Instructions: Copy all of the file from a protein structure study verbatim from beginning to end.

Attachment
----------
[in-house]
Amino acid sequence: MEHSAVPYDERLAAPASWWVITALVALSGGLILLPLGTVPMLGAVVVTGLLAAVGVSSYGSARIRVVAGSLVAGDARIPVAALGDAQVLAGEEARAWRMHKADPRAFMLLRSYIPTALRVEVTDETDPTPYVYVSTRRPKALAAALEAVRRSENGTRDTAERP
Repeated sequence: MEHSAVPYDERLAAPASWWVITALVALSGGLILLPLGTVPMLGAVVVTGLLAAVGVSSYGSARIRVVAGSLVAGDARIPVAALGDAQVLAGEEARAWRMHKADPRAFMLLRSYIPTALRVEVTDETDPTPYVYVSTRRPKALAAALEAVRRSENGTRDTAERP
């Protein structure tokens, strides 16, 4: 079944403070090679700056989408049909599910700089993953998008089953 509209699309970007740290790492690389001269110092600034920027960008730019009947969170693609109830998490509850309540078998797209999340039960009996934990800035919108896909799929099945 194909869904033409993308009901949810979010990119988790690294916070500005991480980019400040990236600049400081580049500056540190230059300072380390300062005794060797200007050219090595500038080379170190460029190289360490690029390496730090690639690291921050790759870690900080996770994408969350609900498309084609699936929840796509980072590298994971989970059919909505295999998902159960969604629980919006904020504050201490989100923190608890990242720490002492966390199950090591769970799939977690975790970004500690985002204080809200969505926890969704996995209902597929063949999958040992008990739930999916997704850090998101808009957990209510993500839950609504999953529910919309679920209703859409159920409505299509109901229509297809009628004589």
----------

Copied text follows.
[in-house]
Amino acid sequence: MEHSAVPYDERLAAPASWWVITALVALSGGLILLPLGTVPMLGAVVVTGLLAAVGVSSYGSARIRVVAGSLVAGDARIPVAALGDAQVLAGEEARAWRMHKADPRAFMLLRSYIPTALRVEVTDETDPTPYVYVSTRRPKALAAALEAVRRSENGTRDTAERP
Repeated sequence: MEHSAVPYDERLAAPASWWVITALVALSGGLILLPLGTVPMLGAVVVTGLLAAVGVSSYGSARIRVVAGSLVAGDARIPVAALGDAQVLAGEEARAWRMHKADPRAFMLLRSYIPTALRVEVTDETDPTPYVYVSTRRPKALAAALEAVRRSENGTRDTAERP
């Protein structure tokens, strides 16, 4: 079944403070090679700056989408049909599910700089993953998008089953 509209699309970007740290790492690389001269110092600034920027960008730019009947969170693609109830998490509850309540078998797209999340039960009996934990800035919108896909799929099945 194909869904033409993308009901949810979010990119988790690294916070500005991480980019400040990236600049400081580049500056540190230059300072380390300062005794060797200007050219090595500038080379170190460029190289360490690029390496730090690639690291921050790759870690900080996770994408969350609900498309084609699936929840796509980072590298994971989970059919909505295999998902159960969604629980919006904020504050201490989100923190608890990242720490002492966390199950090591769970799939977690975790970004500690985002204080809200969505926890969704996995209902597929063949999958040992008990739930999916997704850090998101808009957990209510993500839950609504999953529910919309679920209703859409159920409505299509109901229509297809009628004589």